4 Lives versus lives: the visible and the invisible

The COVID-19 pandemic has created a laser focus on lives lost from the virus. No other epidemic in living memory has done this in economically advanced societies, with the possible exception of HIV-AIDS. Not Ebola, nor SARS, not MERS, not even the H1N1 pandemic has generated this level of red alert; and certainly not malaria or dengue, those stalwart relics safely locked away in the developing world. It is not that these advanced societies have not had first-hand experiences in some of these epidemics. But SARS-CoV-2 is different—it comes with a combination of contagiousness and fatality risk that has now taken over a quarter of a million lives worldwide, and this time the developed world accounts for the vast bulk of these deaths. The international visibility of COVID-19 deaths, heightened by their predominance in “the West”, plays no small role in our story.

The visibility of COVID-19 deaths is greatly bolstered by the epidemiological perspective described in the previous section. It is further heightened by two additional considerations.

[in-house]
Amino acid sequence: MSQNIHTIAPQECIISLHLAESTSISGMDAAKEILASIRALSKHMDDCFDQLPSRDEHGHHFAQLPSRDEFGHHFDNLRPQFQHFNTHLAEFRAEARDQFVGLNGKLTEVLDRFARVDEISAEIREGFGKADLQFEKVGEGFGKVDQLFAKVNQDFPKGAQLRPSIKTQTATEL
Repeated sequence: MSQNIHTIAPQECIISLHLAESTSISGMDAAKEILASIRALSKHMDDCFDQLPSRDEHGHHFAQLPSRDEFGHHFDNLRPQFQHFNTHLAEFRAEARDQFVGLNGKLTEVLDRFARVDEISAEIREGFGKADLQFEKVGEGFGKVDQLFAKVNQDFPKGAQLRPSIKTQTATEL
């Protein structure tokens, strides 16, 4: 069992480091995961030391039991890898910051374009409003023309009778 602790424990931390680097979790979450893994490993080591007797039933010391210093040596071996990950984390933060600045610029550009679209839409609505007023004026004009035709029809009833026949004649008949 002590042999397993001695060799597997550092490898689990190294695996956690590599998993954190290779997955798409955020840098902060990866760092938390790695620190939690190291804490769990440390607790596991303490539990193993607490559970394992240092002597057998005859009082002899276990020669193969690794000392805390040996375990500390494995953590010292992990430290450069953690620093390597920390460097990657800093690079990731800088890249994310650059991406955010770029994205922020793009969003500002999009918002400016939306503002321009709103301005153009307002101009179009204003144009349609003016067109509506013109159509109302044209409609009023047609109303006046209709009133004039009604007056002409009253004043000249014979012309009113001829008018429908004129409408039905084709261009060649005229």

The first is the lack of information. The initial response to the pandemic has been reactive testing, with only ill—often desperately ill—patients being tested and others being told to wait until their symptoms worsened. This approach does not serve (and is not intended to serve) any statistical purpose: its sole purpose is to confirm positive cases among severely ill patients and then isolate and treat them. However, as a consequence, while we might have a pretty good idea of COVID-19 deaths—though there are issues here to be resolvedFootnote 3—we only have rough bounds on COVID-19 infections. Table 1 displays country-level statistics on tests, positive cases, and the case fatality rate (CFR), which is the death rate from known positive cases. These rates are frighteningly high, often—as in the case of Spain, Italy or the United Kingdom—reaching well into double digits. For the world, as a while we have around 4.7 m cases with around 310,000 deaths (as of May 17, 2020), a CFR of around 6.7%.

Table 1 Tests, cases and deaths for selected countries. Figures accurate as of May 10, 2020

It is not uncommon for commentators even today, well into the pandemic, to use these rates as rough proxies for the true fatality rate from COVID-19, but of course that is a far cry from the truth.Footnote 4 The last column of Table 1 shows that there are wide inter-country variations in the number of tests conducted per million population, with France, the UK and the USA lagging behind among the advanced countries, and India revealing a severely depressed record of testing intensity, with additional peculiar features to which we return below; see Sect. 5. But the point is that we are very far from universal testing. Every country predominantly tests the very ill, with the obvious outcome that the CFR is nowhere close to the true death rate from COVID-19.